By Ellie Lieberman
While studying at Oregon State University, there was a time where Ravi Patel thought he’d have to give up on his love of basketball development. After being a student manager for the men’s team, from 2009-2013, Patel debated pivoting to physical therapy for increased job security.
But his hard work as a student manager, quite literally doing the grunt work for the Beavers, had caught someone’s eye. In 2014, Wayne Tinkle was hired as the new head coach at OSU. He met Patel and encouraged him to apply for a graduate assistant position.
His passion for basketball, and the ins and outs of the game, the little things that keep teams winning, stood out to Tinkle and Patel worked as a graduate assistant from 2014-2016. There he connected with former Beaver players like Gary Payton II who would end up playing professionally.
After soaking up basketball in Corvallis, Patel worked as a youth development coach for the Portland Trail Blazers but things slowed down once the COVID-19 pandemic began. Still, Patel had a yearning to be around the game he loved and studied religiously. In a nutshell, he described his journey in the following,
“I didn’t play collegiately. I didn’t play professionally. Usually people that play collegiately or professionally have some sort of connection or their name brings them and they’re “known.” I’ve worked from the ground up, wiping up sweat. I was a student manager.”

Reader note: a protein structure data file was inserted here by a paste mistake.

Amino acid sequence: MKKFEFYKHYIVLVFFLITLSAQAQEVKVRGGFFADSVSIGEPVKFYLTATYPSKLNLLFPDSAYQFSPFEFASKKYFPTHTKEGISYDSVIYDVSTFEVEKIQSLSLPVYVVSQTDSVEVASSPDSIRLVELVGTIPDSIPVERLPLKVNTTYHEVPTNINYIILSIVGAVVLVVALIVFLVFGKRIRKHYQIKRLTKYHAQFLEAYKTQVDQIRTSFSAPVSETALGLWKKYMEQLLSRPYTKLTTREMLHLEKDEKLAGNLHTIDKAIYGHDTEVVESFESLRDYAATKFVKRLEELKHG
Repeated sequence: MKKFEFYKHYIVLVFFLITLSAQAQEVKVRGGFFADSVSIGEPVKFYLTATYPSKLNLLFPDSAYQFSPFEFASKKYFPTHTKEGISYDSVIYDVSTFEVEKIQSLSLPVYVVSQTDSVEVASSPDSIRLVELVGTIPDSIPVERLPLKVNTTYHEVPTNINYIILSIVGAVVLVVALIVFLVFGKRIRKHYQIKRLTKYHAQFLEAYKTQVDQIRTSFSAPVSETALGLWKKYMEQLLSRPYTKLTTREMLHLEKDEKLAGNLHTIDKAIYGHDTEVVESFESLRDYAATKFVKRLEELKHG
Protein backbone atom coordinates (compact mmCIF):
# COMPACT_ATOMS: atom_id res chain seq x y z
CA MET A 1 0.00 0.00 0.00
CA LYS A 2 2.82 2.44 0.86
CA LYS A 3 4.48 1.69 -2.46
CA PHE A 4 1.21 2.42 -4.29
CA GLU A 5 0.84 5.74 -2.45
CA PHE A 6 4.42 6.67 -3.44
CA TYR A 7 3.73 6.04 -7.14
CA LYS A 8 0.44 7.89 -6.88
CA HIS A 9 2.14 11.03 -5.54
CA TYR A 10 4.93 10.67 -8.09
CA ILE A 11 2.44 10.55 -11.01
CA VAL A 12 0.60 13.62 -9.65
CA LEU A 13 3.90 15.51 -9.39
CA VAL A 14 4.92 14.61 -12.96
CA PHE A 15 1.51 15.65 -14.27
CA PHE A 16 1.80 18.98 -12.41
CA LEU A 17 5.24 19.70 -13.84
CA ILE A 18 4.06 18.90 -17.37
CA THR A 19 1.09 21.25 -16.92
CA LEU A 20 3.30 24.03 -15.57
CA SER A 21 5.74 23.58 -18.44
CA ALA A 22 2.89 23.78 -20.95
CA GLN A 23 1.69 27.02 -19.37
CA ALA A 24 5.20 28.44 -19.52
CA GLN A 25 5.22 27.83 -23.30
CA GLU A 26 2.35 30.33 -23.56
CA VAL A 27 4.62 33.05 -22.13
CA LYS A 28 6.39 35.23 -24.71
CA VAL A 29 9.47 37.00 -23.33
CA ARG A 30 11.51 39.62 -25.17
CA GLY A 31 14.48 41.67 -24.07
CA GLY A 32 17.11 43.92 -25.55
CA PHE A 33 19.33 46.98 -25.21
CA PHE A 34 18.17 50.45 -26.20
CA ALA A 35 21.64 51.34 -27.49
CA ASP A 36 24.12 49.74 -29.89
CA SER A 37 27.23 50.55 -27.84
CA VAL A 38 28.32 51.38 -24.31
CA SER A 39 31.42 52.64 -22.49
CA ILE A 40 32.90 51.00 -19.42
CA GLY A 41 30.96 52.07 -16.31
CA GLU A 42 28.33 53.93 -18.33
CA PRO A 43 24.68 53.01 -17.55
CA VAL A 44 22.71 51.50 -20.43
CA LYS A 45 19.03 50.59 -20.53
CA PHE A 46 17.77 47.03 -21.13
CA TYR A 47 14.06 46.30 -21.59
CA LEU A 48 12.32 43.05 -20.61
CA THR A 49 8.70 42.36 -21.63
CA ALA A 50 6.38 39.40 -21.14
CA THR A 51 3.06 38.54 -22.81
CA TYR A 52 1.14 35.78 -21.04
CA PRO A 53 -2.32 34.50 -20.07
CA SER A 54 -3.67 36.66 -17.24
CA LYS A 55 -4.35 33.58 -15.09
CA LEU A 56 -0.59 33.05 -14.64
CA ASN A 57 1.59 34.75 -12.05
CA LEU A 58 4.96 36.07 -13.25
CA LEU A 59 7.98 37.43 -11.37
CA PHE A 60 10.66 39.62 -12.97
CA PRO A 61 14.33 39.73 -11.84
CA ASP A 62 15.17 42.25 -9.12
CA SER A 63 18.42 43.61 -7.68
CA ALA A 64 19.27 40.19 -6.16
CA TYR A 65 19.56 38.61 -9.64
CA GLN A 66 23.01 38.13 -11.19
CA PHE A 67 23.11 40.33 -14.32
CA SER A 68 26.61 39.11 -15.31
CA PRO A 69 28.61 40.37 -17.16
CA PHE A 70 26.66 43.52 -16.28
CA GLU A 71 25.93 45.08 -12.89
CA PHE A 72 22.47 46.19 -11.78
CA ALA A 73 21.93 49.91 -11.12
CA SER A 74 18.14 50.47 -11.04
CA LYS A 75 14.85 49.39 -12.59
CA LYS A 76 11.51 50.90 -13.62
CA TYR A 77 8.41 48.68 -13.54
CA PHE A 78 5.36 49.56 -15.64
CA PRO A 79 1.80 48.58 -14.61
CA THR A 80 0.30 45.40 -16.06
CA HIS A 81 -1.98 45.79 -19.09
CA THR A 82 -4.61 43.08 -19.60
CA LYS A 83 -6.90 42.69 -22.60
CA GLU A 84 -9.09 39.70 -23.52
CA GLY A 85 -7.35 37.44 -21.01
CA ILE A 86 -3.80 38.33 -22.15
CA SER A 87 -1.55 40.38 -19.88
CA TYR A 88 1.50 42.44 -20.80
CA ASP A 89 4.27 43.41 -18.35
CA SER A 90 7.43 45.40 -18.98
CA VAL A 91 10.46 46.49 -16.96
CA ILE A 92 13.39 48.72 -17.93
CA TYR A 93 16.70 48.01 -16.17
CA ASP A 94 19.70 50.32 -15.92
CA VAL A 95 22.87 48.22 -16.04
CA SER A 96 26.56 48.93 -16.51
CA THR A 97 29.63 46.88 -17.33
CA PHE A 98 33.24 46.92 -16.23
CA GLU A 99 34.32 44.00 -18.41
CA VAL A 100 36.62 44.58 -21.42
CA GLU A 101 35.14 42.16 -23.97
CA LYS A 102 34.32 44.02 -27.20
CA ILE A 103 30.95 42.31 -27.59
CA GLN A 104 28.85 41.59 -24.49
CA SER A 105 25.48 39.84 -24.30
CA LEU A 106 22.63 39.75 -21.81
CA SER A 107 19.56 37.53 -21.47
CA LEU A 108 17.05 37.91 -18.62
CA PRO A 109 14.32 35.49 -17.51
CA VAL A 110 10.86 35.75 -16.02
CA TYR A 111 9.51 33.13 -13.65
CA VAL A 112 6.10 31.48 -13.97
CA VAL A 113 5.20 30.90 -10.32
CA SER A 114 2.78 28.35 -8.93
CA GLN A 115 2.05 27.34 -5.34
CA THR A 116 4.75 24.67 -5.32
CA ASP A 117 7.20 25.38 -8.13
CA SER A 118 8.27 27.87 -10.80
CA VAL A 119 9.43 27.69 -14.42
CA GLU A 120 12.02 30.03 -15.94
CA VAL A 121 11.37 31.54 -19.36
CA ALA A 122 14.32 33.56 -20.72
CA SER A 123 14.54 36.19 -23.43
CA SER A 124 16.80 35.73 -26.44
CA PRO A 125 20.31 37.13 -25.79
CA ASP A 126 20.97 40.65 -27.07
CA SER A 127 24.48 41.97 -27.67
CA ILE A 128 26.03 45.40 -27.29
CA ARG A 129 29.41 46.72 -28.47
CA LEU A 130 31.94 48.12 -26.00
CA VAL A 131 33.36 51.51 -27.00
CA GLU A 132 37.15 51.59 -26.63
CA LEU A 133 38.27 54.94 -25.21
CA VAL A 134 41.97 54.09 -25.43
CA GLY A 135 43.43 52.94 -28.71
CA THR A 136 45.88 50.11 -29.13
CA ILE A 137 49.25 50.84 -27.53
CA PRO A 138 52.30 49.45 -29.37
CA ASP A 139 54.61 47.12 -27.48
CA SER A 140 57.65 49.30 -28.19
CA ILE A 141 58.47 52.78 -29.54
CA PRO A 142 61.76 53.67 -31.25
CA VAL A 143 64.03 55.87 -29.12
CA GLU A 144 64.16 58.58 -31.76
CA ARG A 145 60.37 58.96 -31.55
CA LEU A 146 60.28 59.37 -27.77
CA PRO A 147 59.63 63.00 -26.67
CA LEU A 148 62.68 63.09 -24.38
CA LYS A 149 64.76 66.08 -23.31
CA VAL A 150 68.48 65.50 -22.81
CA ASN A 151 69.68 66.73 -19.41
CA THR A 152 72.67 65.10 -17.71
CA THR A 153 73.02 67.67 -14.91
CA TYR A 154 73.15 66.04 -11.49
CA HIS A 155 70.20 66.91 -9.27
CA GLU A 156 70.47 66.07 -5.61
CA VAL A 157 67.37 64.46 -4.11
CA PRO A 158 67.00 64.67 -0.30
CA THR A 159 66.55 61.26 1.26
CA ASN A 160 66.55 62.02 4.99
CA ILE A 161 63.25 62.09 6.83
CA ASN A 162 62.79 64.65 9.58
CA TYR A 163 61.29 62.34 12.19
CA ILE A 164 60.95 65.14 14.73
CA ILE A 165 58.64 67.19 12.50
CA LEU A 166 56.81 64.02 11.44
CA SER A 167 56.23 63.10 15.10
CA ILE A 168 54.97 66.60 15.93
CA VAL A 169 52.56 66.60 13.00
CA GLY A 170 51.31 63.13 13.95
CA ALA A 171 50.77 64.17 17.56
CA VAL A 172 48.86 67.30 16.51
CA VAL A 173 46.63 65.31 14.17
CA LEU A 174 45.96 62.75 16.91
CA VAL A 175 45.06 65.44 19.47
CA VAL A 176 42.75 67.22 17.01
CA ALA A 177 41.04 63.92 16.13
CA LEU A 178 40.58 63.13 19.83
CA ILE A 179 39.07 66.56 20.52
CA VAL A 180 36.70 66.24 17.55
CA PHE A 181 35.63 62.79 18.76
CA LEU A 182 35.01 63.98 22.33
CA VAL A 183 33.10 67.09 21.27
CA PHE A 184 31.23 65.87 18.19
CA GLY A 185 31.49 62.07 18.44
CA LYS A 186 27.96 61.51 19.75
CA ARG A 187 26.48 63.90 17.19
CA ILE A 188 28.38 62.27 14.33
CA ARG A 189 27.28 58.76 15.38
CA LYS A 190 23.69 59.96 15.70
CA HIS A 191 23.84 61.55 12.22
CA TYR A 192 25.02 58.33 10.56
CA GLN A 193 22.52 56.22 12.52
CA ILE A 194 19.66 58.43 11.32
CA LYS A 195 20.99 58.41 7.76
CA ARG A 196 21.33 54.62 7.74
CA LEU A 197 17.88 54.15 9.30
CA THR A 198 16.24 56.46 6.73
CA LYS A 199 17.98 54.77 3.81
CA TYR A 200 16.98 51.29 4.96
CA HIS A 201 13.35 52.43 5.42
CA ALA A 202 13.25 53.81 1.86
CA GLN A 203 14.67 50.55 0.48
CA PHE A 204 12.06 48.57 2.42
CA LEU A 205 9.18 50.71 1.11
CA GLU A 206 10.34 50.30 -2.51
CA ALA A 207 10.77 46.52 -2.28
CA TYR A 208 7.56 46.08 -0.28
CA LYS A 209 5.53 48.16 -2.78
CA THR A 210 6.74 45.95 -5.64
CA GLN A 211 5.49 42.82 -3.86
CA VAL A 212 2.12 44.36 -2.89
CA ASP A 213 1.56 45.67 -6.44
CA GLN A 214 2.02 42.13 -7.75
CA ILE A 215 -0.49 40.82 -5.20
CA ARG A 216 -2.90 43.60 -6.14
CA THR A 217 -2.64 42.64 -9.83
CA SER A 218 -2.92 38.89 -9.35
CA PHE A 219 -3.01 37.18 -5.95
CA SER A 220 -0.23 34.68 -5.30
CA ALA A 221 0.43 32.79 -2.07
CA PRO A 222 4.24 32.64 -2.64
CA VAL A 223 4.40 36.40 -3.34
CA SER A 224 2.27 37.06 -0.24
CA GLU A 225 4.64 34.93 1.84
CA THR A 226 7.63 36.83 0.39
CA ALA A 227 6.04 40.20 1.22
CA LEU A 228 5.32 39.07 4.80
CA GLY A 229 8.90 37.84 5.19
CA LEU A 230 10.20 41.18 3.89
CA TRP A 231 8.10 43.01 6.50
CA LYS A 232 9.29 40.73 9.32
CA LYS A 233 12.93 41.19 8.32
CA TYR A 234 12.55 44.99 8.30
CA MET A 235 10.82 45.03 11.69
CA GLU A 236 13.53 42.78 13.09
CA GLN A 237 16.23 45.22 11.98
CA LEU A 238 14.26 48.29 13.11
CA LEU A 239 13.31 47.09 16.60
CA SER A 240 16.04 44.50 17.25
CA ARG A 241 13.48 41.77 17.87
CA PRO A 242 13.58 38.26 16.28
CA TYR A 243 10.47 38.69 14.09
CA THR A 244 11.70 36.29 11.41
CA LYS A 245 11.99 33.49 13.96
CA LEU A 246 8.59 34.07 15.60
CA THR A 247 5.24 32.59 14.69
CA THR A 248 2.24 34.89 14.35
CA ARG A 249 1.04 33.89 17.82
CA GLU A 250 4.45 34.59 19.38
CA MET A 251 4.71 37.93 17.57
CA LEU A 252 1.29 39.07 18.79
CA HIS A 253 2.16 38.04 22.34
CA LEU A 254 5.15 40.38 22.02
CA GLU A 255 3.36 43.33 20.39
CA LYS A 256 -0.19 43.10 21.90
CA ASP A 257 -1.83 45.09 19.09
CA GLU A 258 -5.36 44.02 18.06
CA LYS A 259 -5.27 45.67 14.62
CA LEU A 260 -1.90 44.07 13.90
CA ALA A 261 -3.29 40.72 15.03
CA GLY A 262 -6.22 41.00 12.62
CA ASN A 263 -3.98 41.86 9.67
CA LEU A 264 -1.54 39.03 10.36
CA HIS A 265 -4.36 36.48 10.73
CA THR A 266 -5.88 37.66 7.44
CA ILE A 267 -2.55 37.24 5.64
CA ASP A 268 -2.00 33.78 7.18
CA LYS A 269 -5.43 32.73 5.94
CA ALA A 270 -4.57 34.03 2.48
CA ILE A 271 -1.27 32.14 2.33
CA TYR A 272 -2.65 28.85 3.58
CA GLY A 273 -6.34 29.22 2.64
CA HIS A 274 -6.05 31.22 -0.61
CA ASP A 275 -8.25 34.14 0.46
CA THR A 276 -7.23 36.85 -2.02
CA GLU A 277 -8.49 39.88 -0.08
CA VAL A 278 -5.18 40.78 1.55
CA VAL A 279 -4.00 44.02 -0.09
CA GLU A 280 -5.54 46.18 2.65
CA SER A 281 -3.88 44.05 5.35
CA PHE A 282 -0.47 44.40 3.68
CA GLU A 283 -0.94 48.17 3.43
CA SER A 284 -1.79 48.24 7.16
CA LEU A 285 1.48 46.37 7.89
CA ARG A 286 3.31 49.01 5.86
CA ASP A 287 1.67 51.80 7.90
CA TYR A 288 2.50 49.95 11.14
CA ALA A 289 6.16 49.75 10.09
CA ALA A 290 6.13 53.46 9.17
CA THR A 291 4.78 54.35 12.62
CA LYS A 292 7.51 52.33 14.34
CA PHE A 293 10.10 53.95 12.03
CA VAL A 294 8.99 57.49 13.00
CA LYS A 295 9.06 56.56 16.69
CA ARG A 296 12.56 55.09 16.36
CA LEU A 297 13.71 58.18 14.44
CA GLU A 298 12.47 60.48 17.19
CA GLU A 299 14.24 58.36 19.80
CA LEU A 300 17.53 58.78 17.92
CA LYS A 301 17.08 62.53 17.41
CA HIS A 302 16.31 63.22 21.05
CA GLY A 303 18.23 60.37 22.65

Patel comes to UPB with these experiences in the world of basketball but most importantly a desire to help build self-confidence within all of UPB’s clients. Patel believes in learning basketball in any shape or form because he says “there’s lots of avenues for learning the game of basketball.” He also describes building confidence as a key agenda item regardless of who he is training, and so far that’s ranged from youth to college basketball players.
Patel has seen coaches he admires and those he hasn’t through the years and one thing that is important to him is positivity. After every workout, he tries to sit down with a player to see how they’re reflecting on their basketball journey. He also doesn’t like to focus on game statistics or wins and losses but rather getting better every day. He wants to send the following message to those he works with:
“We accept who you are right now with your game and we’re going to do our place to help you with where you want to go.”